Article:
Eventually we caved and parked at an Underground pay parking an indeterminate distance from our accommodation. Fortunately though, we each had backpacks so we each packed an overnight bag and locked the suitcases in the boot of the car.

Turns out it was much easier to move around Porto on foot and we were at Porto Alive only a few minutes later and checking into our “penthouse terraced room with a view”, which really translated into a room on the 3rd of 3 floors, with a square metre of balcony that of course has to look onto something, namely the back of the Cathedral (of which, in such long-standing Catholic territory, there are many). 

On check-in we were advised of free daily walking tours at 10.30 and 15.30, so we decided to join the afternoon tour since it was 2.30 already so it left just enough time for lunch – and we wouldn’t have to where or why of what to see in Porto.

What to have for lunch was an easy decision, having read that Porto’s claim to fame is a mega sandwich called a Francesinha. Filled with cheese, steak, ham and two types of sausage, the behemoth is then topped with a fried egg, has cheese sauce poured over it and then a layer of light yellow stringy cheese melted over the top of that, enough so that it melts down the sides to form a sort of cheese case around the whole parcel. It is then served in a soup bowl with a thick, rich gravy poured over the whole lot and an optional portion of fries packed around the sandwich on top of the gravy. You can see why we opted to share one (and nixed the fries).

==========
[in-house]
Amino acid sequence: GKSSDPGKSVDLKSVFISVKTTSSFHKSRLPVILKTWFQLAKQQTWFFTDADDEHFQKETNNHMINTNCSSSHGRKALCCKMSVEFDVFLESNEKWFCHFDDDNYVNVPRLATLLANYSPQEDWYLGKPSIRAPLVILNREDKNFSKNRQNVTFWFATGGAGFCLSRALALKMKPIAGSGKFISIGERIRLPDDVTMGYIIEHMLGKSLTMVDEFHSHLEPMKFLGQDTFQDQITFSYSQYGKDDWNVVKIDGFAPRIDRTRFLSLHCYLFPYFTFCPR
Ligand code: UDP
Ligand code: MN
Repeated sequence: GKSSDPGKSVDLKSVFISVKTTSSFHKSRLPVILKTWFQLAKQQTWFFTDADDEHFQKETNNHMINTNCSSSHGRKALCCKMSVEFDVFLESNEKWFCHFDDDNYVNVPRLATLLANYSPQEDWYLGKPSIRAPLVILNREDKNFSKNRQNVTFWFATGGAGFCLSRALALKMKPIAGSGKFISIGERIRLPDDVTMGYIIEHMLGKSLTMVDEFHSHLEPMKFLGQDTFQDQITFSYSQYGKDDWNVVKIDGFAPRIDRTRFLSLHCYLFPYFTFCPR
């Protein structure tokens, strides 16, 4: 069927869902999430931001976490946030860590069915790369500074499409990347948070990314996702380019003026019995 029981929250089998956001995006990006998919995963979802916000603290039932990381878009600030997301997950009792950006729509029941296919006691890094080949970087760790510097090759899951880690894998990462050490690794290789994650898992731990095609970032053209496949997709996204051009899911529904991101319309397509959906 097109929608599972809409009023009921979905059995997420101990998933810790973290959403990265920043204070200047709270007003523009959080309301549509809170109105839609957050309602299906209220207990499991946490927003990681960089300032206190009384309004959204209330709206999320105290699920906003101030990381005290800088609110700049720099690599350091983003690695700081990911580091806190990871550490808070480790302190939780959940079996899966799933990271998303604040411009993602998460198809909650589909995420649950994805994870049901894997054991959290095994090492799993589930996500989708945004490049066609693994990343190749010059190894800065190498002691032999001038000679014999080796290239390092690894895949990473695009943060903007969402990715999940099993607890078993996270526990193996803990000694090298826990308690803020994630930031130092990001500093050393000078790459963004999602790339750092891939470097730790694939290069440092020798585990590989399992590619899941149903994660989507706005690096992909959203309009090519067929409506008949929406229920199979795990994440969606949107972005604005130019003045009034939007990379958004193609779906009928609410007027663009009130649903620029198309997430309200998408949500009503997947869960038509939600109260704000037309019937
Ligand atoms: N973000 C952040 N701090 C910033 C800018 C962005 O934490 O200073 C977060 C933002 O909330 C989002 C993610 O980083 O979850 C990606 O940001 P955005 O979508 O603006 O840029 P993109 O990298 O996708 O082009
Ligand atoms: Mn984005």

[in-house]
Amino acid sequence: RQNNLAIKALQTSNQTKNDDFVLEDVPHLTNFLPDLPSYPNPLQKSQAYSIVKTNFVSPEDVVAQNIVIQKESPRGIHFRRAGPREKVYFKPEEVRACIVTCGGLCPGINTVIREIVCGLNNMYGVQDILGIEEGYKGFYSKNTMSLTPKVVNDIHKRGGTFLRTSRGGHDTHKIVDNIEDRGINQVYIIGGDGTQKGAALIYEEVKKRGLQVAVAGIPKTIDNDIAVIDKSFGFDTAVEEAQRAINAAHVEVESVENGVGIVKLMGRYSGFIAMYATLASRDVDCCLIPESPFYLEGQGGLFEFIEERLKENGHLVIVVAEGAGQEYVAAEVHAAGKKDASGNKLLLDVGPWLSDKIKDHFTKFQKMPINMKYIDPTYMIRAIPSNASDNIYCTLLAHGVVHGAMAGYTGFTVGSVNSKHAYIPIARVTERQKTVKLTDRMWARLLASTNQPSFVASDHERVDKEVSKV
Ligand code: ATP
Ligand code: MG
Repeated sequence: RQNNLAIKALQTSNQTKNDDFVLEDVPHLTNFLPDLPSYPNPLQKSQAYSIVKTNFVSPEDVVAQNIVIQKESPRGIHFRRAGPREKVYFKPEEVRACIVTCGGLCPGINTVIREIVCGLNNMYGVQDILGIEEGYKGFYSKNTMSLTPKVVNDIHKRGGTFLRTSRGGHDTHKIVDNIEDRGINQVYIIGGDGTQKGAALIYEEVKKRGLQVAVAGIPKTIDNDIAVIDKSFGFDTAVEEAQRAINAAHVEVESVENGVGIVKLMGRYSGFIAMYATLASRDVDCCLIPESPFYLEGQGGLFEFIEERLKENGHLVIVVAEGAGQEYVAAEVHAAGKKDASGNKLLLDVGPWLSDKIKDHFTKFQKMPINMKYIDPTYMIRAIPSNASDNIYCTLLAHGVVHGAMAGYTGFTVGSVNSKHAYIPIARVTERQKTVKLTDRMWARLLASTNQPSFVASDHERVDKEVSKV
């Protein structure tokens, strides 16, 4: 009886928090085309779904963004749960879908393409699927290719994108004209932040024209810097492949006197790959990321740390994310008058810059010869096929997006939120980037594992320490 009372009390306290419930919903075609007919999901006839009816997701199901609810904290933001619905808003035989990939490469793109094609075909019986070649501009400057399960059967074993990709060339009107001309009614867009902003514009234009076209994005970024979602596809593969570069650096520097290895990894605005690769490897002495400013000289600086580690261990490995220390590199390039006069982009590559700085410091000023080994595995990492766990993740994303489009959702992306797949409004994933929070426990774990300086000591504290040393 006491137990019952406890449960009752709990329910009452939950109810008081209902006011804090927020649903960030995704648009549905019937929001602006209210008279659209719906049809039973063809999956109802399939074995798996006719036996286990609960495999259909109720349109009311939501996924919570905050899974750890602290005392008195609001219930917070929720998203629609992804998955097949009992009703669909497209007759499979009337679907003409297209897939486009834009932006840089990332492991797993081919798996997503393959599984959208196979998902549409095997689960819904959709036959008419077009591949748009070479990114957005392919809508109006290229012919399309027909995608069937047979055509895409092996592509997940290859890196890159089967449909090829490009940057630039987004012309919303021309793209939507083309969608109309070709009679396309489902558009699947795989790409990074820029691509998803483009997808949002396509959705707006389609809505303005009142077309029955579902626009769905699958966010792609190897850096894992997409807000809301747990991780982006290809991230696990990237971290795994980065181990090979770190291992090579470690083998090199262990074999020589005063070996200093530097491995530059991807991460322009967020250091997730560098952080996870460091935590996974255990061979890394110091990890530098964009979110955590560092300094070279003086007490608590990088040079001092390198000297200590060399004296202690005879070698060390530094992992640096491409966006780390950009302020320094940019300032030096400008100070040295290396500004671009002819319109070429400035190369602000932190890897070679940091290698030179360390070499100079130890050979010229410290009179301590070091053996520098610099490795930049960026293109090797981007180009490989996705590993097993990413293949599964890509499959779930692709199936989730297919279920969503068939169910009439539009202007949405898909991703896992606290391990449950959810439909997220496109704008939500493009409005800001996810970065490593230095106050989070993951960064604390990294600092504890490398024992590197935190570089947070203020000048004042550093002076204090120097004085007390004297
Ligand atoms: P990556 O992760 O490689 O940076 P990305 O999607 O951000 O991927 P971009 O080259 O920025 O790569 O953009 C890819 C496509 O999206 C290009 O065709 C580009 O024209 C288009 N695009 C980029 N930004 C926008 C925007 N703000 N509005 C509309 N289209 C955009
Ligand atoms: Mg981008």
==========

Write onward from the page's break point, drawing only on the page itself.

We met up with the tour guide and group at the “man on a horse” statue in the middle of Avenidu dos Aliados) for our walking tour. We found out that our guide’s name was Pedro, as was the fellow on the horse who was Pedro I of Brazil, having been the son of King Pedro of Portugal who went to Brazil (being a Portuguese colony) and loved it so much that he convinced his dad to give it to him, thus giving Brazil independence under his reign as King Pedro I of Portugal. When his dad died, the Portuguese wanted Pedro I of Brazil to come back and become Pedro IV of Portugal, but he wasn’t keen so he instead sent his daughter to marry his brother, Miguel, and in so doing unintentionally set in motion quite a malarky since since Miguel then dissolved the Parliament and made Portugal an absolute monarchy. Obviously, the people were less than pleased, so Pedro came back from Brazil to Porto, whereupon Miguel laid siege on the city and for over a year not a person was allowed in or out. The people of Porto held out and Miguel was overthrown in 1833. Pedro was so overwhelmed by the solidarity of the people of Porto that he wished his heart to remain there (conjecture as to how literally he meant this) so when he died, his body was laid to rest in Brazil but his heart is in a jar of formaldehyde in a local church in Porto (which apparently sounds more romantic than it looks).